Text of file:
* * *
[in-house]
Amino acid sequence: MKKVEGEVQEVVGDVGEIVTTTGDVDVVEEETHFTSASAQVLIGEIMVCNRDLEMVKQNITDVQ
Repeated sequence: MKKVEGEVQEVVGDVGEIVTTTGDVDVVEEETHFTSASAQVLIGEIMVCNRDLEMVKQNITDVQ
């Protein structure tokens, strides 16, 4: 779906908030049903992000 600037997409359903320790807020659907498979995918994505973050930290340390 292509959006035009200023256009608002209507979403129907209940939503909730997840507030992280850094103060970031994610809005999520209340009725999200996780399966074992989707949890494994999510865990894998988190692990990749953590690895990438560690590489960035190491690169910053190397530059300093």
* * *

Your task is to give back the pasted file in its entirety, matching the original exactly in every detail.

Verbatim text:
[in-house]
Amino acid sequence: MKKVEGEVQEVVGDVGEIVTTTGDVDVVEEETHFTSASAQVLIGEIMVCNRDLEMVKQNITDVQ
Repeated sequence: MKKVEGEVQEVVGDVGEIVTTTGDVDVVEEETHFTSASAQVLIGEIMVCNRDLEMVKQNITDVQ
């Protein structure tokens, strides 16, 4: 779906908030049903992000 600037997409359903320790807020659907498979995918994505973050930290340390 292509959006035009200023256009608002209507979403129907209940939503909730997840507030992280850094103060970031994610809005999520209340009725999200996780399966074992989707949890494994999510865990894998988190692990990749953590690895990438560690590489960035190491690169910053190397530059300093």